• Develop common methodologies for measuring the industry’s direct, indirect and supply chain greenhouse gas (GHG) emissions
  • Construct an industry-wide roadmap towards net zero by 2050 and emissions reductions by 2030 in line with the Paris Agreement, with support and guidance on key issues
  • Foster collaboration with suppliers and customers to ensure alignment and common approaches
  • Establish common mechanisms for reporting progress and sharing best practice

In November 2021, the Net Zero Roadmap for Events was launched at COP26 having been aligned with the targets of the pledge.

Ben said: “I think a lot of the signatories to Net Zero Carbon Events initiative are trying to figure out where they start.

“It can be almost overwhelming that there are hundreds of pages of guidance, more than 30 different measurement tools. What do you do?

“I believe really strongly, you’ve got to start within the realms of what you can do with what’s possible.

“I’m a huge believer in just doing the best you can to estimate where the largest sources of carbon emissions are and then really concentrate on tackling those.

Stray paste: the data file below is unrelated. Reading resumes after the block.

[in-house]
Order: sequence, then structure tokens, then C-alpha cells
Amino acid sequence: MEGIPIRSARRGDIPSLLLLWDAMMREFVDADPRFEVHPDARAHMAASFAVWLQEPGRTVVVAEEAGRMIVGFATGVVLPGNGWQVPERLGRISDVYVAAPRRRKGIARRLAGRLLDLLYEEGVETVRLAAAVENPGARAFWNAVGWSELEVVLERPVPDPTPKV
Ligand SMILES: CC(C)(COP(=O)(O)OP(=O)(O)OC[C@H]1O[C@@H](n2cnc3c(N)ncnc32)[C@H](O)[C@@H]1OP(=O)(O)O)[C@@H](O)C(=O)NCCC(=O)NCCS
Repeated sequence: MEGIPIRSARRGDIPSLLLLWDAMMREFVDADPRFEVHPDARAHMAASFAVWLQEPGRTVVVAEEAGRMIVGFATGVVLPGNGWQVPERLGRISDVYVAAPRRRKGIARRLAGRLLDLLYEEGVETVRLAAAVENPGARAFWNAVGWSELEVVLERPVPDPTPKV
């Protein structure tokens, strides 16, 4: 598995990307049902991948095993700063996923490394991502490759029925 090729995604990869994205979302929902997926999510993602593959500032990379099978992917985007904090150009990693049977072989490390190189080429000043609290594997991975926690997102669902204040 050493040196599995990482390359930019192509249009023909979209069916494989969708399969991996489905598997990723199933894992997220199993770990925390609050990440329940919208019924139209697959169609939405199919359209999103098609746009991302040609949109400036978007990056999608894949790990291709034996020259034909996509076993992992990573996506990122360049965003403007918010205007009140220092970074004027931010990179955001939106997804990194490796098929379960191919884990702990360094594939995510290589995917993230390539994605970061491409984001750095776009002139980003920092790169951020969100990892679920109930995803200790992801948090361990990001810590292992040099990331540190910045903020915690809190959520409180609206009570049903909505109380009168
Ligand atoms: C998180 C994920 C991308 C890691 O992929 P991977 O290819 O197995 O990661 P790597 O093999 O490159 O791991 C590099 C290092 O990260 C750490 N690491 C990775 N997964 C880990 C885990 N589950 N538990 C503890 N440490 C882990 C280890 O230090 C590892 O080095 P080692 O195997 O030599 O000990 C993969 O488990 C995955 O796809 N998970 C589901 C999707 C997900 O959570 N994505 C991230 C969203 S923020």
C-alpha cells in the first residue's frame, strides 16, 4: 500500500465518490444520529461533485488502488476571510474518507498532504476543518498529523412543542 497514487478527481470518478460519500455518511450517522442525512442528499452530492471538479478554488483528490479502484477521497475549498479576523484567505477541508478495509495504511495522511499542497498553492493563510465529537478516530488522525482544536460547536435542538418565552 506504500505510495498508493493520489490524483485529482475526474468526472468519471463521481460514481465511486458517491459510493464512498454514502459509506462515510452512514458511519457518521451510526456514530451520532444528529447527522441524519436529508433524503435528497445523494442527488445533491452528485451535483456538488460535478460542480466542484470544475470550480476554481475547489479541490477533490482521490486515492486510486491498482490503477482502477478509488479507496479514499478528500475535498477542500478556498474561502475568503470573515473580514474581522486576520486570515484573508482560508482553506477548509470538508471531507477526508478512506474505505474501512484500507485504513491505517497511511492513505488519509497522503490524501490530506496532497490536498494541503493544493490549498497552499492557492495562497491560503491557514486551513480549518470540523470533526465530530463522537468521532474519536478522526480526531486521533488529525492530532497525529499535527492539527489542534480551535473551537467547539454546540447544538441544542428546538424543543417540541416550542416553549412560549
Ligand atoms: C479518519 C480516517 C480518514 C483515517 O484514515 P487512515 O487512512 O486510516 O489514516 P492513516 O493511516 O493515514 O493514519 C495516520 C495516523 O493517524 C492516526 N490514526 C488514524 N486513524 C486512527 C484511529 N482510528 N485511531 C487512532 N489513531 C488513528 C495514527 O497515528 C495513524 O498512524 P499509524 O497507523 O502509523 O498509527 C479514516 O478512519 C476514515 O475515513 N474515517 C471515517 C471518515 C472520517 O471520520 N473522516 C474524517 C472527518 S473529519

“Once you know what your three or four biggest sources of emissions are, you can look around for case studies of who’s dealing with that and then choose to do that.

“Then once you’ve got them under control, let’s tackle the next ones and the next one. It’s a really iterative process, so you’re not trying to bite off more than you can chew.”

Alexander Alles, executive director of the JMIC, said: “We are currently at the stage where many of those who signed up to the pledge soon after it was launched at the end of 2021 are reporting on their progress – what steps they have already taken to reduce their emissions and what plans have been put in place for further activity.